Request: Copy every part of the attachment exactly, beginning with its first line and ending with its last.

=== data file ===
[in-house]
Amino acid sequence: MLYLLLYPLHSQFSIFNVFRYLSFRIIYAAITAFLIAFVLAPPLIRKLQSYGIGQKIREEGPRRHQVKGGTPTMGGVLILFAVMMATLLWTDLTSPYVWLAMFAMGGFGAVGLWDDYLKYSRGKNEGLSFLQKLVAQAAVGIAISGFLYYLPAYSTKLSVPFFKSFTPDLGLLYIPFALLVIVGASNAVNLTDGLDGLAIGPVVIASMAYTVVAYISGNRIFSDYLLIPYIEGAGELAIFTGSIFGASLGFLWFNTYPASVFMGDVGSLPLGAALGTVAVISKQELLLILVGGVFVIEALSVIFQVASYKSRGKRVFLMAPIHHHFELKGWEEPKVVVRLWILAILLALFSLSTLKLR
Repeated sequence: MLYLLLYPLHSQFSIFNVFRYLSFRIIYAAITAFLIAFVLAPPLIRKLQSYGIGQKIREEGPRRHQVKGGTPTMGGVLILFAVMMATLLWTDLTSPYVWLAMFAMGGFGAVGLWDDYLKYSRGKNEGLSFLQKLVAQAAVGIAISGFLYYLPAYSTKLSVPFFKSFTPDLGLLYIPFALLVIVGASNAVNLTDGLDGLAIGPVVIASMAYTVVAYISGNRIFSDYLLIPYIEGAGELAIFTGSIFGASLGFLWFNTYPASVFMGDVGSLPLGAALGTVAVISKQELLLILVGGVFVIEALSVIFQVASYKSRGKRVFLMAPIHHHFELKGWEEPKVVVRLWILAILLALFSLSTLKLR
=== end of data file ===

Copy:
[in-house]
Amino acid sequence: MLYLLLYPLHSQFSIFNVFRYLSFRIIYAAITAFLIAFVLAPPLIRKLQSYGIGQKIREEGPRRHQVKGGTPTMGGVLILFAVMMATLLWTDLTSPYVWLAMFAMGGFGAVGLWDDYLKYSRGKNEGLSFLQKLVAQAAVGIAISGFLYYLPAYSTKLSVPFFKSFTPDLGLLYIPFALLVIVGASNAVNLTDGLDGLAIGPVVIASMAYTVVAYISGNRIFSDYLLIPYIEGAGELAIFTGSIFGASLGFLWFNTYPASVFMGDVGSLPLGAALGTVAVISKQELLLILVGGVFVIEALSVIFQVASYKSRGKRVFLMAPIHHHFELKGWEEPKVVVRLWILAILLALFSLSTLKLR
Repeated sequence: MLYLLLYPLHSQFSIFNVFRYLSFRIIYAAITAFLIAFVLAPPLIRKLQSYGIGQKIREEGPRRHQVKGGTPTMGGVLILFAVMMATLLWTDLTSPYVWLAMFAMGGFGAVGLWDDYLKYSRGKNEGLSFLQKLVAQAAVGIAISGFLYYLPAYSTKLSVPFFKSFTPDLGLLYIPFALLVIVGASNAVNLTDGLDGLAIGPVVIASMAYTVVAYISGNRIFSDYLLIPYIEGAGELAIFTGSIFGASLGFLWFNTYPASVFMGDVGSLPLGAALGTVAVISKQELLLILVGGVFVIEALSVIFQVASYKSRGKRVFLMAPIHHHFELKGWEEPKVVVRLWILAILLALFSLSTLKLR